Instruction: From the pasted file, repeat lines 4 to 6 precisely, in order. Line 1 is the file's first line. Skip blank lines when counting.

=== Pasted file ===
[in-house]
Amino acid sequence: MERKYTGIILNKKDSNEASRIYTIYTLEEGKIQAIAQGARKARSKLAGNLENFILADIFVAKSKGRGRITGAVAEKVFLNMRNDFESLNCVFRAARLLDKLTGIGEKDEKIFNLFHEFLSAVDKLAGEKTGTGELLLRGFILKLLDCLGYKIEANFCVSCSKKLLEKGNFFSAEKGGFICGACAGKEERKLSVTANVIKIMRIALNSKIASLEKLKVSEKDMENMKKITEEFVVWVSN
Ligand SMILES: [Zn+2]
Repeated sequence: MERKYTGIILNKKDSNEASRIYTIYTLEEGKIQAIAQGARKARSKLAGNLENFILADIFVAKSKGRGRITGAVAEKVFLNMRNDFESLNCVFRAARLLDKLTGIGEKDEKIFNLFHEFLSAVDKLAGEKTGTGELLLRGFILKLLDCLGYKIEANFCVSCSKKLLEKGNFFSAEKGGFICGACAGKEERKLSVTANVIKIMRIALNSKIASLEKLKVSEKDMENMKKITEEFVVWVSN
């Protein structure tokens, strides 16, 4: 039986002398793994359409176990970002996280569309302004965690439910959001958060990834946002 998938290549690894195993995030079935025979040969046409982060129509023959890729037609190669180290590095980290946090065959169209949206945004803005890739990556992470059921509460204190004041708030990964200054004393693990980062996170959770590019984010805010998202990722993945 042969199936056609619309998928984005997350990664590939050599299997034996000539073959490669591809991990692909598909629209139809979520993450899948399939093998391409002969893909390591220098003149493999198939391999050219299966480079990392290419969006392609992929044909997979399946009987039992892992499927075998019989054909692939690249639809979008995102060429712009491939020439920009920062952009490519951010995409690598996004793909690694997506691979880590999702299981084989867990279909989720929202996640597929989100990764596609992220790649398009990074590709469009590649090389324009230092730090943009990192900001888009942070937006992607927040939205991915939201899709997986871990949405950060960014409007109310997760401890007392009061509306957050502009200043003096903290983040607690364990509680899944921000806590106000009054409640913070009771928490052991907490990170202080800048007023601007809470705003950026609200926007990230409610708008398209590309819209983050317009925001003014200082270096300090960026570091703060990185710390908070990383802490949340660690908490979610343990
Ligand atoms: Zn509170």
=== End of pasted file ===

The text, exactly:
Repeated sequence: MERKYTGIILNKKDSNEASRIYTIYTLEEGKIQAIAQGARKARSKLAGNLENFILADIFVAKSKGRGRITGAVAEKVFLNMRNDFESLNCVFRAARLLDKLTGIGEKDEKIFNLFHEFLSAVDKLAGEKTGTGELLLRGFILKLLDCLGYKIEANFCVSCSKKLLEKGNFFSAEKGGFICGACAGKEERKLSVTANVIKIMRIALNSKIASLEKLKVSEKDMENMKKITEEFVVWVSN
């Protein structure tokens, strides 16, 4: 039986002398793994359409176990970002996280569309302004965690439910959001958060990834946002 998938290549690894195993995030079935025979040969046409982060129509023959890729037609190669180290590095980290946090065959169209949206945004803005890739990556992470059921509460204190004041708030990964200054004393693990980062996170959770590019984010805010998202990722993945 042969199936056609619309998928984005997350990664590939050599299997034996000539073959490669591809991990692909598909629209139809979520993450899948399939093998391409002969893909390591220098003149493999198939391999050219299966480079990392290419969006392609992929044909997979399946009987039992892992499927075998019989054909692939690249639809979008995102060429712009491939020439920009920062952009490519951010995409690598996004793909690694997506691979880590999702299981084989867990279909989720929202996640597929989100990764596609992220790649398009990074590709469009590649090389324009230092730090943009990192900001888009942070937006992607927040939205991915939201899709997986871990949405950060960014409007109310997760401890007392009061509306957050502009200043003096903290983040607690364990509680899944921000806590106000009054409640913070009771928490052991907490990170202080800048007023601007809470705003950026609200926007990230409610708008398209590309819209983050317009925001003014200082270096300090960026570091703060990185710390908070990383802490949340660690908490979610343990
Ligand atoms: Zn509170």